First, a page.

With vintage approaching fast — somewhere between two and three weeks away, I am putting the final pieces together on my cuverie. I have been extraordinarily lucky to secure this space in Savigny-lès-Beaune. Suitable winery space doesn’t come available very often and under French law there are obstacles to sharing space with other winemakers so it was a challenge indeed. This space used to be part of Domaine Christian Plait, whose last vintage was 1999, and has since only been used as a garage and storage space.
It is the perfect amount of space, as you can see, for a nano-négoce set up like mine — more than enough space to do my ~ 8 barrels of red and ~ 8 barrels of white. I am incredibly lucky to have great friends like Hilde & Gilles, who have converted the domaine into a lovely chambres d’hôte (Chez Gilles et Hilde) and rent part of the old cuverie space to me.
To the left are my barrels for my Savigny-lès-Beaune Pinot Noir — a mixture of once, twice and three times filled Tonnellerie Remond barrels, a couple of three times filled Tonnellerie Rousseaus that I managed to acquire from a couple of incredible domaines that I look up to in the Côte de Nuits. I am still awaiting delivery of my new Chassin barrel which will arrive first week of September. Based on the current crop, assuming there is not a lot of sorting to be done, I should have enough grapes for about 8-9 barrels of Pinot Noir. Eagle eyed among you probably notice that I have more barrels than that. For me, an extension of Patrick Bize’s mantra of “when you see the vines, you see the wine” is that one shouldn’t be rigid in vinification as well. These extra barrels will give me room to manoeuvre for the wine’s élevage.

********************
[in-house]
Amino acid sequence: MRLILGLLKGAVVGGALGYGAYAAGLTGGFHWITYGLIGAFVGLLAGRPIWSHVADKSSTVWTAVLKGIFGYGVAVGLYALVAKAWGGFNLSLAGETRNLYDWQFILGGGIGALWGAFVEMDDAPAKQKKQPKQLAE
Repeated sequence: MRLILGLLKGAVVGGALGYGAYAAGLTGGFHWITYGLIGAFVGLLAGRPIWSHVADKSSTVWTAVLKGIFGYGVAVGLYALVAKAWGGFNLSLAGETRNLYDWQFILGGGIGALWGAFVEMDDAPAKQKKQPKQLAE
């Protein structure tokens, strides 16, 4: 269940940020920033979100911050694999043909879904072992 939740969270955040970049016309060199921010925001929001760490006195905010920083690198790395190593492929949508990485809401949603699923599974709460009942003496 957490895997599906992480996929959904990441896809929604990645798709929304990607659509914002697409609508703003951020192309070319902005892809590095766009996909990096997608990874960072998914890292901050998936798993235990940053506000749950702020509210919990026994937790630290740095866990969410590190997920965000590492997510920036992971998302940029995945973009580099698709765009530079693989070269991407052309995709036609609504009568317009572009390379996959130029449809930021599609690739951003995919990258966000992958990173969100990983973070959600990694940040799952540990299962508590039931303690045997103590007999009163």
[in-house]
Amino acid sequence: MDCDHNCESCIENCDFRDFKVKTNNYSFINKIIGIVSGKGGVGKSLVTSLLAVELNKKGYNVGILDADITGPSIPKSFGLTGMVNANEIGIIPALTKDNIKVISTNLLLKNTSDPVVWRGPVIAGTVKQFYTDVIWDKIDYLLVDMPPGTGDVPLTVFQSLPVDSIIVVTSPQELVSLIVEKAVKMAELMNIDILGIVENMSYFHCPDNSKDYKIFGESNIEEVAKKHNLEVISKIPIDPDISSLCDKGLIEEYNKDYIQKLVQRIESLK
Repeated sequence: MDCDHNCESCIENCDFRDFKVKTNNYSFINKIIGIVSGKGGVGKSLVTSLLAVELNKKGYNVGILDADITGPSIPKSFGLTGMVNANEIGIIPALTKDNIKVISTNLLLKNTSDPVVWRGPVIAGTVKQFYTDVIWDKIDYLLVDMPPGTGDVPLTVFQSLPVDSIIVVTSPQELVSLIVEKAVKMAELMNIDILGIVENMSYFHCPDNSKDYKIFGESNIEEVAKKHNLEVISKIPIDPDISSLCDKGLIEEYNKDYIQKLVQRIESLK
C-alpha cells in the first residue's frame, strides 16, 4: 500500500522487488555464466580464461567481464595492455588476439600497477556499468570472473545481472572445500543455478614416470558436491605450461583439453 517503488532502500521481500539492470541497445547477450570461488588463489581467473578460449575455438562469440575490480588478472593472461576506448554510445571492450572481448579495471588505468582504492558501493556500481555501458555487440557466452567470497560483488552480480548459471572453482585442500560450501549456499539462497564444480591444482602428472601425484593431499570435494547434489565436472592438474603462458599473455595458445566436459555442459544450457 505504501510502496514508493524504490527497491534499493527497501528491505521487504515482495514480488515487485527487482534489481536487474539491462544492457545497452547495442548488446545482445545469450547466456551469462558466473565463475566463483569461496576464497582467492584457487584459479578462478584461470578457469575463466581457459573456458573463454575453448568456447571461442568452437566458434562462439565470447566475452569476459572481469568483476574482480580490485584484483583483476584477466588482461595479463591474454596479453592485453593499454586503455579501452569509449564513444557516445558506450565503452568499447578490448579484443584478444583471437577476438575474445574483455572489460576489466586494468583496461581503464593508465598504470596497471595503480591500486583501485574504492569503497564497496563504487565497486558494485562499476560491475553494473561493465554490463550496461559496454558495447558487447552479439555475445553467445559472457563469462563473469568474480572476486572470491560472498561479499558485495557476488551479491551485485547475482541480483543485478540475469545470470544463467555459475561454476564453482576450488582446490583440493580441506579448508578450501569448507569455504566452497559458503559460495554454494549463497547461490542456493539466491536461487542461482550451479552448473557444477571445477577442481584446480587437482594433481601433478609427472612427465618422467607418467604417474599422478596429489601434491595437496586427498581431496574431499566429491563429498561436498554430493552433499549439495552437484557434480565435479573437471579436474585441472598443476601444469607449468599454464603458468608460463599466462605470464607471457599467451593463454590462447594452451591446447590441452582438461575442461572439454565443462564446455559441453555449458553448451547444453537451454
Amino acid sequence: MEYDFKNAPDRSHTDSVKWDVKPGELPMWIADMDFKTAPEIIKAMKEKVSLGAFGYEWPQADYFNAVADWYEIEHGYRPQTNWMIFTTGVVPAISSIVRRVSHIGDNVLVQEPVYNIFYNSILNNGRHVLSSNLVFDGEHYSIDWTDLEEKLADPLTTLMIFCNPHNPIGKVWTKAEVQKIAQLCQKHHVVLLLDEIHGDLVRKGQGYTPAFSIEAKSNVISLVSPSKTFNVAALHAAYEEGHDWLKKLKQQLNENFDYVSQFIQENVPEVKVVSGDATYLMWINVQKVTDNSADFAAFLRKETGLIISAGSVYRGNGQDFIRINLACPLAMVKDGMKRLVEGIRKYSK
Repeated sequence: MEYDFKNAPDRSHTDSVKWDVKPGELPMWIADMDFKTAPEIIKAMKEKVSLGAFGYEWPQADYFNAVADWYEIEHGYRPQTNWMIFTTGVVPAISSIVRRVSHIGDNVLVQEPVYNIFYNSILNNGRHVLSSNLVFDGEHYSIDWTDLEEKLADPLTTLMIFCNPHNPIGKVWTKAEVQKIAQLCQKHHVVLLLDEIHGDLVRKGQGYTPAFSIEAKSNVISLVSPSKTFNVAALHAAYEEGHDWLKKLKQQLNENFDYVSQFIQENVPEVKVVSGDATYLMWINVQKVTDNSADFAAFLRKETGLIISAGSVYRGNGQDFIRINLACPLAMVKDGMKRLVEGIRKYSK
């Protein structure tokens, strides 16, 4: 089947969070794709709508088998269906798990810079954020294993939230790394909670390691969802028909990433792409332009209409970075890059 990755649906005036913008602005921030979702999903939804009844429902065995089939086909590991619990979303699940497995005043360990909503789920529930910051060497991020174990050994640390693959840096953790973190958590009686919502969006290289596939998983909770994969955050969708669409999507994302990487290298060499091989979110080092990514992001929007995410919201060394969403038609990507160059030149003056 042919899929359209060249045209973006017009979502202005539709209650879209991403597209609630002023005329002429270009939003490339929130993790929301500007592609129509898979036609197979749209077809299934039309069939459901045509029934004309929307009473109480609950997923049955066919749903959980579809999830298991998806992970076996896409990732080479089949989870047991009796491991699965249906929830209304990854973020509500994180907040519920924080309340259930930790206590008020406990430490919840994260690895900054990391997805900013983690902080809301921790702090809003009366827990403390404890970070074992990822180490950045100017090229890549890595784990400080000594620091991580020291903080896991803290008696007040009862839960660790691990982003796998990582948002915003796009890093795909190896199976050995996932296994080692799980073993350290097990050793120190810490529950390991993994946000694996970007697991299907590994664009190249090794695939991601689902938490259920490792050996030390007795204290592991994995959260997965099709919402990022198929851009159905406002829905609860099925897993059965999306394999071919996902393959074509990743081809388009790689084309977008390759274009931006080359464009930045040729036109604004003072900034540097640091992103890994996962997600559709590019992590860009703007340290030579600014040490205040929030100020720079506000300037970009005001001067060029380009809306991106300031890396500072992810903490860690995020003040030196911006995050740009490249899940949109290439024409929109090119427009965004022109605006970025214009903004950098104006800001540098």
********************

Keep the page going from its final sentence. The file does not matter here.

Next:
For my white program, I have a mixture of once and twice filled Tonnellerie Damy barrels, a new Damy barrel (with wood from the Vosges forest) and some three times filled Tonnellerie François Frères. I was planning to have three-times filled Tonellerie Minier barrels but that deal fell through. I am not a massive fan of Françcois Frères when they are new (too aggressive) but older ones are fine as they are by then just a neutral storage medium and the domaine I purchased them from is well respected. So exciting!
fellow new worlders in burgundypar mark haisma
former winemaker at yarra yering and fellow australian making cracking côte de nuits
ray walker, finance industry drop out, with delicate premier cru and grand cru côte de nuits
american and fellow savigny-lès-beaune producer
domaine david clark
former formula engineer turned vine-hound
mischief & mayhem
fiona + michael ragg craft wines from up and down the golden spike in aloxe-corton. their 2009 whites are pretty special.
chris newman + jane eyre making villages, premier cru and grand cru from up and down the côte d'or.
former hollywood producer mark tarlov's aim to rival burgundy in oregon and california comes home to the motherland.
Savigny-lès-Beaune WeatherThe location could not be found.
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